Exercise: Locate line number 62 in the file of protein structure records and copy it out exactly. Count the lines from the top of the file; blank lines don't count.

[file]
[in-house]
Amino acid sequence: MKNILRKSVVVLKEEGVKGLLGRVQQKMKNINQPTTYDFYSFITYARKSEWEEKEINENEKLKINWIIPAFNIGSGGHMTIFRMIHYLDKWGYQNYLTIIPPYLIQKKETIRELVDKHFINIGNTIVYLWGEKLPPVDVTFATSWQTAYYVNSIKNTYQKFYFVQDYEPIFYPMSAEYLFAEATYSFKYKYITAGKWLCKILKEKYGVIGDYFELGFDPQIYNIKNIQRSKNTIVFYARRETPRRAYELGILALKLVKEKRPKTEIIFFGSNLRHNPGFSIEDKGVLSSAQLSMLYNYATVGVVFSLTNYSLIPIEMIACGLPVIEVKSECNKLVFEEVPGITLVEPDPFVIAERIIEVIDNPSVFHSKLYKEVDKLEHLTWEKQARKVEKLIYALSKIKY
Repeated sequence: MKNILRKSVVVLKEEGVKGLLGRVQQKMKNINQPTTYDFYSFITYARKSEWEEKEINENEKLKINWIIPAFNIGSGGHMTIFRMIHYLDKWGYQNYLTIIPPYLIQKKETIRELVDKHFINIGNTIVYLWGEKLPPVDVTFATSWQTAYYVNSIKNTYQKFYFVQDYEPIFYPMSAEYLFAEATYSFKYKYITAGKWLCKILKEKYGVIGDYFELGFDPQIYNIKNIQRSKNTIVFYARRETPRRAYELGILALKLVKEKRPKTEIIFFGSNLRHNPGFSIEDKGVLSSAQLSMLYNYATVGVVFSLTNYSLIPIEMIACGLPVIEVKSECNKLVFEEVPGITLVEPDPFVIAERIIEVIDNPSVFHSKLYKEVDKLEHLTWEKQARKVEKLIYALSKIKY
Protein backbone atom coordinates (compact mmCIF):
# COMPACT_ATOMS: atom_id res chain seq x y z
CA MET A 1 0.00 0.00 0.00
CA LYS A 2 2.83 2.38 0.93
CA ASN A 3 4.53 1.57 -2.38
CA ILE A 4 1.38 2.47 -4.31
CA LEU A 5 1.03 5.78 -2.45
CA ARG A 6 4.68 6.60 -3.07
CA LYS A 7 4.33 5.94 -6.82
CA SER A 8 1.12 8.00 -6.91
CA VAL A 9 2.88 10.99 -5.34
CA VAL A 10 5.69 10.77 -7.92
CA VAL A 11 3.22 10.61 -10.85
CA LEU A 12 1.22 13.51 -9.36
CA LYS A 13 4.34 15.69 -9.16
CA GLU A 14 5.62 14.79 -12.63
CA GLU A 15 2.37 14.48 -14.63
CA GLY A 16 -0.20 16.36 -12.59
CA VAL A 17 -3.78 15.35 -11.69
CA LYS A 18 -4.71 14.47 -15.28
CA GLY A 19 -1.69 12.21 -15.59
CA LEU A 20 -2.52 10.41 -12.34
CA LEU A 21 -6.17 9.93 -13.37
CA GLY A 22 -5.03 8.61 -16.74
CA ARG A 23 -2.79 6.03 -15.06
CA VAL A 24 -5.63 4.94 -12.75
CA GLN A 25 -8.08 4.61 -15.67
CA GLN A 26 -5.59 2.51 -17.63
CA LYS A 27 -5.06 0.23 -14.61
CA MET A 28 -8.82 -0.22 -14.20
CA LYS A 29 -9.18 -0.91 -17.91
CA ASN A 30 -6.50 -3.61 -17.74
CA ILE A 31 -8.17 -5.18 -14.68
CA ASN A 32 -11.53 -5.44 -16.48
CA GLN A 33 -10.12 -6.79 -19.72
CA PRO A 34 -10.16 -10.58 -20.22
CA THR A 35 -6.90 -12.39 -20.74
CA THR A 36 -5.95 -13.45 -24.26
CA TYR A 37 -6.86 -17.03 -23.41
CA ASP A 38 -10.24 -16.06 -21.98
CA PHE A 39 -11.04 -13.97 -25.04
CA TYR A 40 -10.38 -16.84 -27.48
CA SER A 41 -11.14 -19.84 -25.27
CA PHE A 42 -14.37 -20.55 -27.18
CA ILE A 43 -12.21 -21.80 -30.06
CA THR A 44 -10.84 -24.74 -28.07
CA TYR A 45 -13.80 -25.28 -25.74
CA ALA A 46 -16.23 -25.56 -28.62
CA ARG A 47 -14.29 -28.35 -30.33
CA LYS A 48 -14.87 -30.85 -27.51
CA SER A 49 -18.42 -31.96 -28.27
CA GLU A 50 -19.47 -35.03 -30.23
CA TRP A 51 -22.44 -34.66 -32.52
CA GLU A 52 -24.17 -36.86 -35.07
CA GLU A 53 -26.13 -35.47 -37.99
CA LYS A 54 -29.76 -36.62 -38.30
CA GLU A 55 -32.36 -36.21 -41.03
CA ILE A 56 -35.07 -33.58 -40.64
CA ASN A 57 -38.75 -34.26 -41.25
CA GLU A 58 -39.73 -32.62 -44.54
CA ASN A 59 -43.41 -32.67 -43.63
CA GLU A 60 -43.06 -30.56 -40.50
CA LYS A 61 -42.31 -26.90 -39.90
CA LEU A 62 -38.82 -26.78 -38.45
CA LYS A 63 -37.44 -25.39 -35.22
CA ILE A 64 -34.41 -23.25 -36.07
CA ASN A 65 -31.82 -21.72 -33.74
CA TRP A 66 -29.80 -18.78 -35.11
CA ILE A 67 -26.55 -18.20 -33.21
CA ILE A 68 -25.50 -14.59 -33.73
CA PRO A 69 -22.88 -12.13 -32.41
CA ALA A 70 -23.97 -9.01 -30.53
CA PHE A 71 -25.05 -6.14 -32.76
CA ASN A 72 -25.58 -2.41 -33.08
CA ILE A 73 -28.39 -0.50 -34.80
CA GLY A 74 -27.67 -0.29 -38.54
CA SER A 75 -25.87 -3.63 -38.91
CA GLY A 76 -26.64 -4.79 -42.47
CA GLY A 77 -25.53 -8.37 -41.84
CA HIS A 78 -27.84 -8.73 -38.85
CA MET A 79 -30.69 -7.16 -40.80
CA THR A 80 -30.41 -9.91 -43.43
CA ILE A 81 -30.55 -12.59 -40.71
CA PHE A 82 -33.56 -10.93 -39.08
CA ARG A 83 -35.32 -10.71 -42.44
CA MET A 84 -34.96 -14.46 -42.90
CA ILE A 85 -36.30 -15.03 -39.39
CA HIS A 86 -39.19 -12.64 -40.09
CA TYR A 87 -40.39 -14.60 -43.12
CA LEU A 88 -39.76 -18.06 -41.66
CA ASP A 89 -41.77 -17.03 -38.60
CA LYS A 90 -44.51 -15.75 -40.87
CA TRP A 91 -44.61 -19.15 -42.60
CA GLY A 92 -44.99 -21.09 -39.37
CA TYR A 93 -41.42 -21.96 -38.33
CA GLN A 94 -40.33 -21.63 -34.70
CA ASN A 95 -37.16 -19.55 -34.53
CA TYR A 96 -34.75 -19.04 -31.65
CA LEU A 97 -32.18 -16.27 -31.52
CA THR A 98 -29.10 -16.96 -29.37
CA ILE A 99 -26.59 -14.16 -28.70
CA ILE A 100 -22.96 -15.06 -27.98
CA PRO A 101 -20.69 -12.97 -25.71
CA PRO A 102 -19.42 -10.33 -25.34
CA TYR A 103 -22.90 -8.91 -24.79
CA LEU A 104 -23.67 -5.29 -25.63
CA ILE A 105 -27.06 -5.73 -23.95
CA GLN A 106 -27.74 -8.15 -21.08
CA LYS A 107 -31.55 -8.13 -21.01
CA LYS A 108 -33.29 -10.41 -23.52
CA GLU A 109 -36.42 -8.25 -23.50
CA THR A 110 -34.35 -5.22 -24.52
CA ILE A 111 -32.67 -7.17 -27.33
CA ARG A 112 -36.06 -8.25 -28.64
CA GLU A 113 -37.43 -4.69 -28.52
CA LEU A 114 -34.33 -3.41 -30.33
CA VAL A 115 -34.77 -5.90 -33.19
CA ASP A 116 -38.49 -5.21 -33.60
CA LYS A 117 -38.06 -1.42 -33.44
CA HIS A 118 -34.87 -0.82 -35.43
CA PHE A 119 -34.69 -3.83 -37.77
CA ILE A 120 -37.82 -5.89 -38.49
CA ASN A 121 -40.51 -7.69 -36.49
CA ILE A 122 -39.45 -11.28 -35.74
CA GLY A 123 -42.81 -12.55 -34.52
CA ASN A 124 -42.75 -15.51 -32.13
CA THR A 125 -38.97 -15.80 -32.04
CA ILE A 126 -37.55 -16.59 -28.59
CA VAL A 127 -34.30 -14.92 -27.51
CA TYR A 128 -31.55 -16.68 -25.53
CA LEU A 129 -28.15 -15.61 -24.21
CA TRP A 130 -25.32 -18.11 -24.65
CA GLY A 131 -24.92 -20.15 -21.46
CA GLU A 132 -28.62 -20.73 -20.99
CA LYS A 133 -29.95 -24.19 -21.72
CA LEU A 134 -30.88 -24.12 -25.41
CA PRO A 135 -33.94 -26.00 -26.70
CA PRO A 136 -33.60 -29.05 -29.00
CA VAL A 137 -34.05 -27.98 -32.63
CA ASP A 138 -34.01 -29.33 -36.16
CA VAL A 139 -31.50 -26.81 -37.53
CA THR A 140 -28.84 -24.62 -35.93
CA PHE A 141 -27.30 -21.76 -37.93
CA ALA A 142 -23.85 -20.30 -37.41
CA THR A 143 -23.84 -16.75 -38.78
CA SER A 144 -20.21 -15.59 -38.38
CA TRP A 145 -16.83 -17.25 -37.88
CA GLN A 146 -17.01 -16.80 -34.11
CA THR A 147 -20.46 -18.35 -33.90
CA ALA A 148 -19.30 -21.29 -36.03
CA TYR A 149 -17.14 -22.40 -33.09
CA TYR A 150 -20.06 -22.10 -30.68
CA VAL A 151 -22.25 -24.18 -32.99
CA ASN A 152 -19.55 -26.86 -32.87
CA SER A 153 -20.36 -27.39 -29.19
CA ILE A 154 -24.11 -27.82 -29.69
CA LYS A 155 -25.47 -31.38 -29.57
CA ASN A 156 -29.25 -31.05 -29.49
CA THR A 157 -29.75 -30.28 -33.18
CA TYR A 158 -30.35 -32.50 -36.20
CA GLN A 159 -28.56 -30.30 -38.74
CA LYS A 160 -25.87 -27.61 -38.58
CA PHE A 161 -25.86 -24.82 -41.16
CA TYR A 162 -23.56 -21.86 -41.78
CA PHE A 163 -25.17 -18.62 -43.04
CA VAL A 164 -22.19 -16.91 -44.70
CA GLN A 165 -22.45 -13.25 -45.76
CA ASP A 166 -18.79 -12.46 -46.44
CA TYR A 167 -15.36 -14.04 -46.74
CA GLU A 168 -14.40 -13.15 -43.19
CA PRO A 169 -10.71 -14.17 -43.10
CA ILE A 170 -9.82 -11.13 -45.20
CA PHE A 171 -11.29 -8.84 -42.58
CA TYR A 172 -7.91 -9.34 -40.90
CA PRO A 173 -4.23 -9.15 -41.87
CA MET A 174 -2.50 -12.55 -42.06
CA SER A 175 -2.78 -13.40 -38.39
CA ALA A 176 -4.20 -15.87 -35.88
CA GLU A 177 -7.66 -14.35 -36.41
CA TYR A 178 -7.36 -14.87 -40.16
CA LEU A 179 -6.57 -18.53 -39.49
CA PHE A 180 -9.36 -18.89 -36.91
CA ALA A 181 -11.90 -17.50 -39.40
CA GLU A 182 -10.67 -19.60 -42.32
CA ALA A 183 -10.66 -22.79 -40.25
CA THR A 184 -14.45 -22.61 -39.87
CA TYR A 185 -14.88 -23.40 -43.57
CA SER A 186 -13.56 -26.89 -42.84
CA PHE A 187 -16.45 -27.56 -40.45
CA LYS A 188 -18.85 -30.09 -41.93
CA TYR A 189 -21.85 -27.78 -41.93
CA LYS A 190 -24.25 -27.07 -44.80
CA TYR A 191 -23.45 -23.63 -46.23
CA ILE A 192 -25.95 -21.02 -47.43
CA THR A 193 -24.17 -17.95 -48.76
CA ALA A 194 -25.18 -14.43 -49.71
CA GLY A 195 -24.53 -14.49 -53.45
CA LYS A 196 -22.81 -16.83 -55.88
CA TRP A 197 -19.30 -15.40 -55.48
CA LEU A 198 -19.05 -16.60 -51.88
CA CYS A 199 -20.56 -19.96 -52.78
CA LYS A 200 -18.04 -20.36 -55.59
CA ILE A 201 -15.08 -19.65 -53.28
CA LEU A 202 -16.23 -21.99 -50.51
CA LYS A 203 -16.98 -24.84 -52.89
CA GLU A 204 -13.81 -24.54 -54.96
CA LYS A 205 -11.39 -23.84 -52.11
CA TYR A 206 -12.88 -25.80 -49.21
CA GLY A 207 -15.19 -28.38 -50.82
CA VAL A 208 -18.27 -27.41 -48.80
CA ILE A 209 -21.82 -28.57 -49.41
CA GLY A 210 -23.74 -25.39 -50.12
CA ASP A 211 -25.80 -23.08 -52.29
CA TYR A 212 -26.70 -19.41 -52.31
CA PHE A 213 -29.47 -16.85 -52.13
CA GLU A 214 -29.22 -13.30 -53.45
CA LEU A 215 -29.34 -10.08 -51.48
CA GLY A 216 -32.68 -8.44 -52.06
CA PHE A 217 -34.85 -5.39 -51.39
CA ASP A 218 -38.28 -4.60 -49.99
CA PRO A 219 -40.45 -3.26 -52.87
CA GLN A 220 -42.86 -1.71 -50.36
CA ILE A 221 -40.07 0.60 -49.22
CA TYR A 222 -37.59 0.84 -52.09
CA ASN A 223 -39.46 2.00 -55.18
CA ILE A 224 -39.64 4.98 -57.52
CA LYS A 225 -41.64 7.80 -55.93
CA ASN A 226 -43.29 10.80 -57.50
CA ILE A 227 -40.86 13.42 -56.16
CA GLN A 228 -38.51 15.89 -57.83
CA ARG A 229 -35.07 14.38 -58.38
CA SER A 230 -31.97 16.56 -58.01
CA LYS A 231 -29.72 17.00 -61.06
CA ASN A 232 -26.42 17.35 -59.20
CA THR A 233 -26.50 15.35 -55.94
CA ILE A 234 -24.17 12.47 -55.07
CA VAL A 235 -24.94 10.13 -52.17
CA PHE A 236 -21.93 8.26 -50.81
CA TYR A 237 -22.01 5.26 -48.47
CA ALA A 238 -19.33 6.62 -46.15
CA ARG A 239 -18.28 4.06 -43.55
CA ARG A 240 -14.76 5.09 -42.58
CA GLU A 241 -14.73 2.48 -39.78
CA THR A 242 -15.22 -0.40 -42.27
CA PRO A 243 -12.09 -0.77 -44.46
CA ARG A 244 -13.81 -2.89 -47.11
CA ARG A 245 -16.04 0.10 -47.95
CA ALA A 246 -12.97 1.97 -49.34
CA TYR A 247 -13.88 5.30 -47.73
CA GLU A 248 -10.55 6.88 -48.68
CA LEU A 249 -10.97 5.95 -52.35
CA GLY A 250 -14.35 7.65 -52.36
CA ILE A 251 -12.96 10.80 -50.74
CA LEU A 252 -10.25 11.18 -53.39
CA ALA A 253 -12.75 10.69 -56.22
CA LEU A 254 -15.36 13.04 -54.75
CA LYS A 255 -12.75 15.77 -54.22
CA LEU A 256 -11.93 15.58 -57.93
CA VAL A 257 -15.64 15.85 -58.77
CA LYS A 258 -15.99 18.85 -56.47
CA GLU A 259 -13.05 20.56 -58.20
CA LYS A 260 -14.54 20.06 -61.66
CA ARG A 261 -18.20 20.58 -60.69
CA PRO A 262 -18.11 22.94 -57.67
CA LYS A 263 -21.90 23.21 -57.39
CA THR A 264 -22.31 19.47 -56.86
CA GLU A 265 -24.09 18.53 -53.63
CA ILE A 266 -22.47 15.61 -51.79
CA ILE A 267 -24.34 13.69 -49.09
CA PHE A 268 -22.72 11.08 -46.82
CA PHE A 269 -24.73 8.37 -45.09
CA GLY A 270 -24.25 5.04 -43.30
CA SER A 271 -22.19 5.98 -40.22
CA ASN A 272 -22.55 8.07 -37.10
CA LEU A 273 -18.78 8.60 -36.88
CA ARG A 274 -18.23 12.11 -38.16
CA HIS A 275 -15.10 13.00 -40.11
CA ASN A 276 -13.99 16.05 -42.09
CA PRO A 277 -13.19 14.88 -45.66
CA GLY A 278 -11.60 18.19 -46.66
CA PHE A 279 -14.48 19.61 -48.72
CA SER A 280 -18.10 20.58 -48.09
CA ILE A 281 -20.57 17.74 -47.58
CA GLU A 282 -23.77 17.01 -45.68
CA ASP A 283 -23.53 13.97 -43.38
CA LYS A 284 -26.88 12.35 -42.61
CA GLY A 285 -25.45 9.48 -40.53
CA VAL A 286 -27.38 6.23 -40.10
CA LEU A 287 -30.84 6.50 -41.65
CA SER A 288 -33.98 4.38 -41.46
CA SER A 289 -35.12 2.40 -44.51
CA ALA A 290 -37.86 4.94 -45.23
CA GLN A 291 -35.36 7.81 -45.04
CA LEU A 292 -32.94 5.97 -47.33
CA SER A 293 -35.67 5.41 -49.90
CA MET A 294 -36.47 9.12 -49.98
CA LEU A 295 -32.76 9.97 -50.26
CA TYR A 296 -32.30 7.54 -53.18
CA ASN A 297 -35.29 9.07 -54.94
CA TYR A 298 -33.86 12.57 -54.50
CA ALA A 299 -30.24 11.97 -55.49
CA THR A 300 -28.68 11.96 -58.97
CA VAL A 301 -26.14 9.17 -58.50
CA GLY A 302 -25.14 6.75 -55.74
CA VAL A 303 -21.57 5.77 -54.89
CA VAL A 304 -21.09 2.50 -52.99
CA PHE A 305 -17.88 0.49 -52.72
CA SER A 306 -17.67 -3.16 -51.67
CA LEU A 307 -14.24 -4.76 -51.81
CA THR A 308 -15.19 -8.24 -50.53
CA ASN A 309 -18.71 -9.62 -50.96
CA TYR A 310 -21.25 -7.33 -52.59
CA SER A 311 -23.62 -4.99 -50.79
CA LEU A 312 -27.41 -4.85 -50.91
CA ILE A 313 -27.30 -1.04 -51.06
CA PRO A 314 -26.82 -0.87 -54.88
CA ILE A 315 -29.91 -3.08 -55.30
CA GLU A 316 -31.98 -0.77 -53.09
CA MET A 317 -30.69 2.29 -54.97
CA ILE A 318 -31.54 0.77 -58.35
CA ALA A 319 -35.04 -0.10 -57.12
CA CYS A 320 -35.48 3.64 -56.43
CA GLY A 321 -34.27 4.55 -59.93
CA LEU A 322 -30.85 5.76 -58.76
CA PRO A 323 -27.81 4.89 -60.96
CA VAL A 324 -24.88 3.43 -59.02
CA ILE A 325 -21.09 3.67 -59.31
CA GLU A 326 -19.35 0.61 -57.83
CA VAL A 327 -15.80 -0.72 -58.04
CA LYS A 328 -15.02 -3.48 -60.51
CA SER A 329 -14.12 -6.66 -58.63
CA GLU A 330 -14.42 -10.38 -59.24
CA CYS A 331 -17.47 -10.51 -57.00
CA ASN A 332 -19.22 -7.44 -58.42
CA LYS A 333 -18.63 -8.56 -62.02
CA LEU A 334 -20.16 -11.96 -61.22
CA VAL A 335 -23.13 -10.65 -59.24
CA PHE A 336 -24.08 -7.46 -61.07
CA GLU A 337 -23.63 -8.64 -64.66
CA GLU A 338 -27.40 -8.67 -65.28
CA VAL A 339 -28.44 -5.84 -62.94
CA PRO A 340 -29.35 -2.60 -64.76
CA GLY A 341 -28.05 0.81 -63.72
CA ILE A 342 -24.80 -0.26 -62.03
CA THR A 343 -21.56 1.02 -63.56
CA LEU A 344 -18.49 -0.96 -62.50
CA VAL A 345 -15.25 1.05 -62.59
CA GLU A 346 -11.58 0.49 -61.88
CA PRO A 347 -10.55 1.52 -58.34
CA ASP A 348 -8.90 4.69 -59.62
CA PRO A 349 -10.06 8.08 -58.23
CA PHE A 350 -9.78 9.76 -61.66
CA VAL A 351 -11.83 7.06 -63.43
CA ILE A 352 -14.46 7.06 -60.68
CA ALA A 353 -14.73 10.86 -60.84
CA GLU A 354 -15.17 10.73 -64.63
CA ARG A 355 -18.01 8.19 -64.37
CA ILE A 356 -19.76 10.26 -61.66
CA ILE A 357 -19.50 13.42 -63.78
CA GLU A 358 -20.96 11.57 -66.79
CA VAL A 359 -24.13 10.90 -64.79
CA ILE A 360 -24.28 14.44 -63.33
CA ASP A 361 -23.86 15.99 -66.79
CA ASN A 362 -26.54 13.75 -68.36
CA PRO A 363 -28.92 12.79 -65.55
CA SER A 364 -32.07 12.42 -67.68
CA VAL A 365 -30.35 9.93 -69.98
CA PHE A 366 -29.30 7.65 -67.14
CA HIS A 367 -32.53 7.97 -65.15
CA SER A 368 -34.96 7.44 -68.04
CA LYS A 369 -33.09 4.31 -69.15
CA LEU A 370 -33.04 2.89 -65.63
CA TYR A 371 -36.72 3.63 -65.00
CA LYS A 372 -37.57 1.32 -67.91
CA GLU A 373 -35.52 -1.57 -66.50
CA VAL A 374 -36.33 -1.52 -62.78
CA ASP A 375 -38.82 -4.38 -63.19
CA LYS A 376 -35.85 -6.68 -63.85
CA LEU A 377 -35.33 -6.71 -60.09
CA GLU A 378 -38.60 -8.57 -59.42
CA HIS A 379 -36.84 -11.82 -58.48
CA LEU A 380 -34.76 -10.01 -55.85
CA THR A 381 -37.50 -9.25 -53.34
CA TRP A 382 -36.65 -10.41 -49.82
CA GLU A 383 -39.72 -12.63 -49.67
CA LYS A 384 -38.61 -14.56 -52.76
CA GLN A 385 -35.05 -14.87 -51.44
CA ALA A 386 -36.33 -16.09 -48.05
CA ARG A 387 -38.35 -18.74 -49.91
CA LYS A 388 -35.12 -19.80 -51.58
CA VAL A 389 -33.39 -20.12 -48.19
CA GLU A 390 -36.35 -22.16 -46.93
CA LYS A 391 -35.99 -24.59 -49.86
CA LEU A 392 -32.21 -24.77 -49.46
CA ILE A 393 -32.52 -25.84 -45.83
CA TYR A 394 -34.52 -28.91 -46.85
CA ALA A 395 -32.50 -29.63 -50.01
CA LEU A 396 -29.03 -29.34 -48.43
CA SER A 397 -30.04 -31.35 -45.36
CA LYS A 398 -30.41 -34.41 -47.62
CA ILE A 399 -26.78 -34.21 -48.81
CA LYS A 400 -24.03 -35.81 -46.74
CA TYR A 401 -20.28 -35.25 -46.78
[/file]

CA ASN A 57 -38.75 -34.26 -41.25